8. Johannes Gernandt & Friedhelm Pfeiffer, 2006. "Rising Wage Inequality in Germany," Working Papers of the Research Group Heterogenous Labor, Research Group Heterogeneous Labor, University of Konstanz/ZEW Mannheim 06-12, Research Group Heterogeneous Labor, University of Konstanz/ZEW Mannheim.
    9. Daron Acemoglu & David Autor, 2012. "What Does Human Capital Do? A Review of Goldin and Katz's The Race between Education and Technology," NBER Working Papers 17820, National Bureau of Economic Research, Inc.
    10. Paul J. Devereux & Robert A. Hart, 2006. "Real wage cyclicality of job stayers, within-company job movers, and between-company job movers," Industrial and Labor Relations Review, ILR Review, Cornell University, ILR School, vol. 60(1), pages 105-119, October.
    11. Shorrocks, Anthony, 1978. "Income inequality and income mobility," Journal of Economic Theory, Elsevier, Elsevier, vol. 19(2), pages 376-393, December.
    12. Gernandt, Johannes, 2009. "Decreasing wage mobility in Germany," ZEW Discussion Papers, ZEW - Zentrum für Europäische Wirtschaftsforschung / Center for European Economic Research 09-044, ZEW - Zentrum für Europäische Wirtschaftsforschung / Center for European Economic Research.
    13. Christian Dustmann & Johannes Ludsteck & Uta Schönberg, 2009. "Revisiting the German Wage Structure," The Quarterly Journal of Economics, MIT Press, MIT Press, vol. 124(2), pages 843-881, May.
    14. Shorrocks, Anthony & Wan, Guanghua, 2004. "Spatial Decomposition of Inequality," Working Paper Series, World Institute for Development Economic Research (UNU-WIDER) UNU-WIDER Research Paper , World Institute for Development Economic Research (UNU-WIDER).
    15. Antonczyk, Dirk & Fitzenberger, Bernd & Sommerfeld, Katrin, 2010. "Rising wage inequality, the decline of collective bargaining, and the gender wage gap," ZEW Discussion Papers, ZEW - Zentrum für Europäische Wirtschaftsforschung / Center for European Economic Research 10-014, ZEW - Zentrum für Europäische Wirtschaftsforschung / Center for European Economic Research.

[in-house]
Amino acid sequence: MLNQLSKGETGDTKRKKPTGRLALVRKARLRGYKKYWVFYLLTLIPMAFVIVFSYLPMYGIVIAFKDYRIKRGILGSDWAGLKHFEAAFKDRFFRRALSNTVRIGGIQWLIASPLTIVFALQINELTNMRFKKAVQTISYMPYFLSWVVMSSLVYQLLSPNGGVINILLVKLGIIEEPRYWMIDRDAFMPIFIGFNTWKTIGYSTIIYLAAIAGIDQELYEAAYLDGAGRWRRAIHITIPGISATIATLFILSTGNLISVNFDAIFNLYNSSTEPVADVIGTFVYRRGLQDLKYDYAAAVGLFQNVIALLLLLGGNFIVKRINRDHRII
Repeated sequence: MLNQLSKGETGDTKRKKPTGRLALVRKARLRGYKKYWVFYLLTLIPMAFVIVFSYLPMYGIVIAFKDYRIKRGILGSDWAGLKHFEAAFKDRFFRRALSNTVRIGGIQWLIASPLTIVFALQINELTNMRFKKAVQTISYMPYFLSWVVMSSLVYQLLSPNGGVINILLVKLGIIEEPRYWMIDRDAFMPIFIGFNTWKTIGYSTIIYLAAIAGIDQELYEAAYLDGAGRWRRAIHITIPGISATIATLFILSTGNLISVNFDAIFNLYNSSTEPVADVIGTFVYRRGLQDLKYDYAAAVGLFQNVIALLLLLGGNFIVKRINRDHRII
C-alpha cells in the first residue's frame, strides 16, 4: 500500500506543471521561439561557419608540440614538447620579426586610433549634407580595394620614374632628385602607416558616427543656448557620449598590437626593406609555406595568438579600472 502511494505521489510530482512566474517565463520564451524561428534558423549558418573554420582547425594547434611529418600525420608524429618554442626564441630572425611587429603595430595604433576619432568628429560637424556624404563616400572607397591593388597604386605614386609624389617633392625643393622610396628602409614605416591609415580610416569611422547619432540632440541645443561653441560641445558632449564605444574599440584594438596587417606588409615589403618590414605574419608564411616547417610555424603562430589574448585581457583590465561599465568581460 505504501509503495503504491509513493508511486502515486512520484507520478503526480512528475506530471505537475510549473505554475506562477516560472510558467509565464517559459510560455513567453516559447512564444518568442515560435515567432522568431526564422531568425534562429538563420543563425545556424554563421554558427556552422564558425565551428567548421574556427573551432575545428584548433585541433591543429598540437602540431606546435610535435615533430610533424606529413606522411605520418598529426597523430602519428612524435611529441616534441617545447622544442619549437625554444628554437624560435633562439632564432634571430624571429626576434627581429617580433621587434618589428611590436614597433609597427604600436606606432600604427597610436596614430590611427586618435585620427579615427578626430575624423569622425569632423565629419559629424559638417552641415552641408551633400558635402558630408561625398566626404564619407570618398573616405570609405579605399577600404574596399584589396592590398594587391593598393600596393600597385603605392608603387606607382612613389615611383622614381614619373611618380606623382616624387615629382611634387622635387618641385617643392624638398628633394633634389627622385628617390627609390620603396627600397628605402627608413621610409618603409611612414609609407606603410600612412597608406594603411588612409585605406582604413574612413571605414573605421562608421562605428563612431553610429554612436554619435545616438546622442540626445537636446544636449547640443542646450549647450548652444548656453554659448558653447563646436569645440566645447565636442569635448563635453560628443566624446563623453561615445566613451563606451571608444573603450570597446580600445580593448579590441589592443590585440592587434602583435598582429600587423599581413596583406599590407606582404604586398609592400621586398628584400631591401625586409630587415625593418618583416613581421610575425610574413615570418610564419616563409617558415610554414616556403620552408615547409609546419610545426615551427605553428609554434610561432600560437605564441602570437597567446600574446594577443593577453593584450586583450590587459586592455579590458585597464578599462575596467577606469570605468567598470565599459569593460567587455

16. Fitzenberger, Bernd & Wunderlich, Gaby, 2000. "Gender wage differences in West Germany: a cohort analysis," ZEW Discussion Papers, ZEW - Zentrum für Europäische Wirtschaftsforschung / Center for European Economic Research 00-48, ZEW - Zentrum für Europäische Wirtschaftsforschung / Center for European Economic Research.
    17. Thomas Raferzeder & Rudolf Winter-Ebmer, 2004. "Who is on the rise in Austria: Wage mobility and mobility risk," Economics working papers, Department of Economics, Johannes Kepler University Linz, Austria 2004-11, Department of Economics, Johannes Kepler University Linz, Austria.
    18. Nicola Fuchs-Schuendeln & Dirk Krueger & Mathias Sommer, 2010. "Inequality Trends for Germany in the Last Two Decades: A Tale of Two Countries," Review of Economic Dynamics, Elsevier for the Society for Economic Dynamics, vol. 13(1), pages 103-132, January.
    19. Levy, Frank & Murnane, Richard J, 1992. "U.S. Earnings Levels and Earnings Inequality: A Review of Recent Trends and Proposed Explanations," Journal of Economic Literature, American Economic Association, American Economic Association, vol. 30(3), pages 1333-81, September.
    20. Gary Burtless, 1995. "International Trade and the Rise in Earnings Inequality," Journal of Economic Literature, American Economic Association, American Economic Association, vol. 33(2), pages 800-816, June.
    21. Aretz, Bodo & Gürtzgen, Nicole, 2012. "What explains the decline in wage mobility in the German low-wage sector?," ZEW Discussion Papers, ZEW - Zentrum für Europäische Wirtschaftsforschung / Center for European Economic Research 12-041, ZEW - Zentrum für Europäische Wirtschaftsforschung / Center for European Economic Research.